Norovirus are a major cause of acute gastroenteritis worldwide. Diarrheal disease is now the fourth common cause of mortality children under the age of 5 years but remain the 2nd most cause of morbidity. NoV are associated with 18% diarrheal diseases worldwide where rotavirus vaccinations has been successfully introduced. NoV has become major cause of gastroenteritis in children. NoV belong to family caliciviridae. They are non-enveloped, single stranded positive sense RNA Viruses. The genome consists of 3 Open reading frames, ORF-1 codes for non-structural protein, ORF-2 codes for major capsid protein VP1 and ORF-3 for minor capsid protein VP2. Based on sequence difference of the capsid gene (VP1), NoV have been classified in to seven genogroup GI-GVII with over 30 genotypes. Genogroups I, II, IV are associated with human infection. Despite this extensive diversity a single genotype GII.4 has been alone to be the more prevalent. Basic epidemiological disease burden data are generated from developing countries. NoV are considered fast evolving viruses and present an extensive diversity that is driven by acquisition of point mutations and recombinations. Immunity is strain or genotype specific with little or no protection conferred across genogroups. Majority of outbreaks and sporadic norovirus cases worldwide are associated with a single genotype, GII.4 which was responsible for 62% of reported NoV outbreaks in 5 continents from 2001 to 2007. GII.4 variants have been reported as major cause of global gastroenteritis pandemics starting in 1995 frequent emergence of novel GII.4 variants is known to be due to rapid evolution and antigenic variation in response to herd immunity. Novel GII.4 variants appear almost every 2 years. Recent GII.4 variant reported include Lordsdale 1996, Farmington Hills 2002, Hunter 2004, Yerseke 2006a, Den Haag 2006b, Apeldoon 2007, New Orleans 2009,most recently Sydney 2012. Detailed molecular epidemiologic investigation of NoV is associated for understanding the genetic diversity of NoV strain and emergence of novel NoV variants. However, reports have revealed that not all individuals develop symptoms and a significant proportion remains asymptomatic after NoV infections.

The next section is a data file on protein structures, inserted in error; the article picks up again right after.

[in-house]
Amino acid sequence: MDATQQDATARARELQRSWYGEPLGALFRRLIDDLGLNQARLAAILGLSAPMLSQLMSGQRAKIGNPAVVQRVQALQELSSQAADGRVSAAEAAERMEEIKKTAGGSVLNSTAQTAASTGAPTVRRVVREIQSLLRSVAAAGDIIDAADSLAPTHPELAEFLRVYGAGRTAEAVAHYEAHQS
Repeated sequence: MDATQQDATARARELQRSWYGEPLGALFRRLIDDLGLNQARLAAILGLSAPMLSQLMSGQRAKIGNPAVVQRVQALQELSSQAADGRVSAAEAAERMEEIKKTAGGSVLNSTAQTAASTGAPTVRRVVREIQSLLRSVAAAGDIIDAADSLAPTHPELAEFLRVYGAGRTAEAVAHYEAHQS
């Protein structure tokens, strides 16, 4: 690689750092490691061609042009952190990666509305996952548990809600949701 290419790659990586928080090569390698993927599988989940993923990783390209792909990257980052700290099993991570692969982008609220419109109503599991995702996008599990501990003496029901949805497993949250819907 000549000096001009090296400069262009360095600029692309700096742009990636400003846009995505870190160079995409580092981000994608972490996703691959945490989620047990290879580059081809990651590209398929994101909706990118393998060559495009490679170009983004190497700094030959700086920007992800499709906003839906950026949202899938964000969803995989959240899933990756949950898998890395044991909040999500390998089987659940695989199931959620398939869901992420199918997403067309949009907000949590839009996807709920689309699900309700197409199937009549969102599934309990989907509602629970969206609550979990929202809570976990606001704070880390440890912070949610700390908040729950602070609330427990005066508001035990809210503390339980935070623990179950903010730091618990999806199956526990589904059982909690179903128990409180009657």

Part of the book: Norovirus